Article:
It’s been a year since the Brazilian street-art team of twin brothers Gustavo and Otavio Pandolfo, known as Os Gemeos (“the twins”), in conjunction with their exhibit at the ICA, painted their giant untitled mural in Dewey Square. The piece, part of the Rose F. Kennedy Greenway Conservancy’s program of temporary art installations, is scheduled to come down some time this fall. That’s too bad. This former lightning rod of post-9/11 debate deserves to become a permanent public installation. It has transformed not only an inert architectural structure (the air-intake building over the Route 93 tunnel), but also one of Boston’s most important public spaces, at the crossroads of downtown, the waterfront, and South Station.
Public art is a tricky business — in the open air, unlike a museum or gallery show, art is usually something we see by happenstance rather than choice. At worst, it becomes a blight. At best, we simply stop “seeing” what we don’t like. It becomes part of the unobserved background of our daily lives.
The Os Gemeos mural is not that kind of public art. Measuring 70-by-70 feet, in bright blues and greens and reds, it dominates Dewey Square. It’s not simply that you can’t miss it: You must look at it. Aside from the colorful patterning, the depicted figure itself commands the city-scape: a pajama-clad boy, huddled amidst the surrounding towers, peering out at us with eyes masked by a hood.
That hood provoked an evil stew of controversy last year, stoked by the folks at Fox 25. Following a TV segment on the piece, the news station asked on its Facebook page, “What does this look like to you?”, inciting a slew of nasty, racist invective. Even more moderate commentators wondered if a masked figure was the best image to place near the city’s major railway station.
I know the feeling. Back in late April, when I saw a young man downtown wearing a backwards baseball cap, all I could think was: “That kid must be nuts — he looks just like the Marathon bombers.” If clothes can telegraph a message about who we are, this was clearly the wrong one — a poor fashion choice whose expiration date was April 15. Soon enough he’d find out how all those Muslim women dressed in burkas feel.
The thing is, any direct encounter with the Os Gemeos mural belies terrorist associations. The child is clearly wearing a pajama top over his head (one sleeve even hangs down below his chin). What’s more, the posture of the image — crouched, squeezed into the box of the structure — suggests not a threat, but vulnerability. And the colors and patterning are anything but menacing — more like a celebratory shout.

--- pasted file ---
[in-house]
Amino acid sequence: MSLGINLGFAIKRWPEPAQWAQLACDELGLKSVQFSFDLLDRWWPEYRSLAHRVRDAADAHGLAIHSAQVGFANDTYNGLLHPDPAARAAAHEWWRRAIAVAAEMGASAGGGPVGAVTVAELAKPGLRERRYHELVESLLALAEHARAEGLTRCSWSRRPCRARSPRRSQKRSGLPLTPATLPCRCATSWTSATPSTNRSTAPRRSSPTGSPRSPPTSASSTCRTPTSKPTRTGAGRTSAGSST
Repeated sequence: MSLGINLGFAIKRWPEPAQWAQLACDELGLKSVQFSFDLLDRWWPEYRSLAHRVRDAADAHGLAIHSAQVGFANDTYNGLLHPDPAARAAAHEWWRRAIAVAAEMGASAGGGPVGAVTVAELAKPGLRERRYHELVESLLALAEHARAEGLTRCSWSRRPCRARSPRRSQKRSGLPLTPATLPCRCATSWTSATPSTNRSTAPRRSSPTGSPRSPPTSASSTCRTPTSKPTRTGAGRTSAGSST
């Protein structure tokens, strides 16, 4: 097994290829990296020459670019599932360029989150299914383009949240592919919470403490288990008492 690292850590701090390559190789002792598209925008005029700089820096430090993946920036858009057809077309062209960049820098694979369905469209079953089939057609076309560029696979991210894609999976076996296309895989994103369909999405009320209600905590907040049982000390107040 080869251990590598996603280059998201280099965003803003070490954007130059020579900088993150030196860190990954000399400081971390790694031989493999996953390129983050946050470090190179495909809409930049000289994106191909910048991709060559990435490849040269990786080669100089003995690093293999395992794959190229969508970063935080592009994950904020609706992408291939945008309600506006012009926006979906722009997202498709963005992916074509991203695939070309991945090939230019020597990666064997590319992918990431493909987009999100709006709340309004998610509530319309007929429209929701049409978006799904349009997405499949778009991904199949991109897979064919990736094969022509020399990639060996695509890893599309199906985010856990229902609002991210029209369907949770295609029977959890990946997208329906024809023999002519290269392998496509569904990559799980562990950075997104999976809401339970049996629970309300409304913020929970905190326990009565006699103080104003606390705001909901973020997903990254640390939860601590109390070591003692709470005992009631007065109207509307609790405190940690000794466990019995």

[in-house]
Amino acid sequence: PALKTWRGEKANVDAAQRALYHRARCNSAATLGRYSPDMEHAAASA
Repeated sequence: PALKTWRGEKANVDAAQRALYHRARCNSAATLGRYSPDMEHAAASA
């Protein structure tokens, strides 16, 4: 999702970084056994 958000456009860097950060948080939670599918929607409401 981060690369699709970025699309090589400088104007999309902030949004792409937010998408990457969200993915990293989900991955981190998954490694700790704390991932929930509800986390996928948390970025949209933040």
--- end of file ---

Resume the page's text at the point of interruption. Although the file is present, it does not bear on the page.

The critical response to the work was near unequivocal. In the Globe, art critic Sebastian Smee called it “by far the most successful piece of public art I’ve seen in Boston in the more than four years I’ve lived here.” Smee went on to praise the piece, with its “delirious patterning and cartoon drawing” as “entirely unexpected and frankly joyous.” In the Boston Phoenix, critic Greg Cook wrote, “It’s the best large-scale public art in Boston in decades.”
The Greenway Conservancy is understandably circumspect about the possibility of the Os Gemeos mural becoming permanent. “Our focus is on temporary public art,” says Charlie McCabe, director of public programs for the Conservancy. The temporary displays follow Boston Art Commission guidelines in accordance with the Massachusetts Department of Transportation, which is the landlord of the Greenway property. The Conservancy’s 2012 five-year plan, which was developed with the assistance of public art consultants and a volunteer group of artists, curators, and funders, reinforced the notion of “temporary public art, working with a variety of artists and ideas.”
It’s true that breaking protocol would make the overall program less dynamic as well as create all manner of bureaucratic headaches — it’s much easier to approve a piece of public art when you know it’s going to be temporary. Still, this is a chance for the city to make a statement about itself and art that can serve as a touchstone for decades to come. And it’s not simply a statement that would serve art critics. One need only see the wowed tourists hanging out in Dewey Square, taking photos of the mural, to realize that this piece is sending out another message about Boston. It’s not about terrorism, and it’s not the usual Boston tourist references — the Red Sox, Paul Revere, the Freedom Trail. Yes, there’s something mysterious about that child, and a bit of a subversive edge in his improvised costuming. Towering over Dewey Square — the site of the Occupy protests of fall 2011 — he says something else about the city: its inclusiveness, its edginess, its capacity for joy.